Martin steps closer to Canadian leadership

A former minister - sacked by Canadian PM Jean Chrétien - looks set to take over the party’s leadership after an overwhelming weekend vote by Liberal party members.

    Paul Martin is expected to win the next general election

    Paul Martin, who used to be the finance minister in Chrétien’s cabinet easily won the race with 91% of the vote compared to 8% for Heritage Minister Sheila Copps.

    Martin will now most likely be elected leader of the governing Liberal party in November and will replace Jean Chrétien when he retires as prime minister next February.

    "This is just beyond belief ... this is the result of all the hard work that all of you have put in," Martin told his aides by telephone in a scene captured by CBC television.

    Progressive conservative

    Martin is described as a fiscal conservative but is said to share Chrétien’s progressive ideology of gay-rights, a recent hot-topic in Canada. He has promised to improve cool relations with Washington by signing up for the missile defence programme. Critics say it would turn North America into a fortress.

    But Copps said she would not drop out of the race.

    "The status quo is not good enough. I've run a very vigorous campaign with a whole lot of people who believe in my vision of Canada and I owe it to them to put forward that vision on November 15," she said.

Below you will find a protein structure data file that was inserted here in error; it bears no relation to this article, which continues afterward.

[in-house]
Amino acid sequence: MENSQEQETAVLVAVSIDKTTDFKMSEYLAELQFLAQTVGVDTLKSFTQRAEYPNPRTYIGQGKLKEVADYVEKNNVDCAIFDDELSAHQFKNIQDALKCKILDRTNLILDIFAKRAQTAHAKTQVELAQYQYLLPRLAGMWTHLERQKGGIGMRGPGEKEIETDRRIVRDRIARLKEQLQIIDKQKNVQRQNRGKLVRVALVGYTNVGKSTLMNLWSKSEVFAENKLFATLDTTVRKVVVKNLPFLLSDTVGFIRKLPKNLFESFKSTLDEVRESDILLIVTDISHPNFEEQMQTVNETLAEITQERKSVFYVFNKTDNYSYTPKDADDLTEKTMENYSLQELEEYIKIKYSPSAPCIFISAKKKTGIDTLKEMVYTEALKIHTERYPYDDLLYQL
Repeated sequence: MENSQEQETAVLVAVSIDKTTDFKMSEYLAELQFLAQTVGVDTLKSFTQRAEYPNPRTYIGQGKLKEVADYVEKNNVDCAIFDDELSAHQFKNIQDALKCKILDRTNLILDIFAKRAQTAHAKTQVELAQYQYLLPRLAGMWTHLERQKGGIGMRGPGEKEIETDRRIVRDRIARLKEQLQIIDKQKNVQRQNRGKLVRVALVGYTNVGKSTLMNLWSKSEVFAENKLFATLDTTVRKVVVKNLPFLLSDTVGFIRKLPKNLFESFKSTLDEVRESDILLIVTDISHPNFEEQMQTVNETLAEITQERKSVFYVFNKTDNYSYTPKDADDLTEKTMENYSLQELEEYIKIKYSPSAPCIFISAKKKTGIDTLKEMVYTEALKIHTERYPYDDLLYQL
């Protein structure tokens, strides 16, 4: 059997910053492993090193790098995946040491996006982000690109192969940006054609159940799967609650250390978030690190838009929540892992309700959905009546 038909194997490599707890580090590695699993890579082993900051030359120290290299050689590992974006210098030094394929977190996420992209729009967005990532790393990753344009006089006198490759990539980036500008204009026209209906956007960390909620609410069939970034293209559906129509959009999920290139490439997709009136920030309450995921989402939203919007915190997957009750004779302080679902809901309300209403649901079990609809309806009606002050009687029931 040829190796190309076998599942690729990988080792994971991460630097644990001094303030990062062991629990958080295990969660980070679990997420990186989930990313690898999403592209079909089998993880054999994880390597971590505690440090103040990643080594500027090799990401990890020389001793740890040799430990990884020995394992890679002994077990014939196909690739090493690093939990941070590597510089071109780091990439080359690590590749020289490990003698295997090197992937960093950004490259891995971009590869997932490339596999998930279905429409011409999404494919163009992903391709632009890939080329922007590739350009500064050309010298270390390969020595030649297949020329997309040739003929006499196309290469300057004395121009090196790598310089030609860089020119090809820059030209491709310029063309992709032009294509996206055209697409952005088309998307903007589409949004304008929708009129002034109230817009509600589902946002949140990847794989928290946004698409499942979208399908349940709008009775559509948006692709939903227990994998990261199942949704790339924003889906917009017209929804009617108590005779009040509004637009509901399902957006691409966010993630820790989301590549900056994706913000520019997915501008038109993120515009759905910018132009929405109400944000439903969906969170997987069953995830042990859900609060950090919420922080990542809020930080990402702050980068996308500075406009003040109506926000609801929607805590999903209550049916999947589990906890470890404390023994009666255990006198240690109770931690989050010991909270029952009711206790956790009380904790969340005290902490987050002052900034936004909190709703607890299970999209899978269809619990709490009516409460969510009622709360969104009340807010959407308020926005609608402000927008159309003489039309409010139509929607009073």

Two leaders

    The Canadian government seems to be in the embarrassing position of having two leaders at once. Prime Minister Chrétien is to retire in February 2004, but has refused to step down earlier.

    Chrétien and Martin engulfed their party in a public row which saw Martin leave the Cabinet in June.

    But the fractured nature of Canada’s opposition parties suggests that Martin will lead the Liberal party to another majority government when elections are announced.

    Chrétien defeated Martin in a 1990 leadership race and led the party to national election victories in 1993, 1997 and 2000.

    SOURCE: Aljazeera + Agencies


    YOU MIGHT ALSO LIKE

    John Pilger Q&A: 'US missiles are pointed at China'

    John Pilger Q&A: 'US missiles are pointed at China'

    Journalist John Pilger thinks the US and China might be on the path to war. "My film is a warning," he says.

    Why Jerusalem is not the capital of Israel

    Why Jerusalem is not the capital of Israel

    No country in the world recognises Jerusalem as Israel's capital.

    Sadly but frankly, Donald Trump is not going anywhere

    Sadly but frankly, Donald Trump is not going anywhere

    Trump isn't going to be impeached by this or perhaps any future Congress as currently constituted.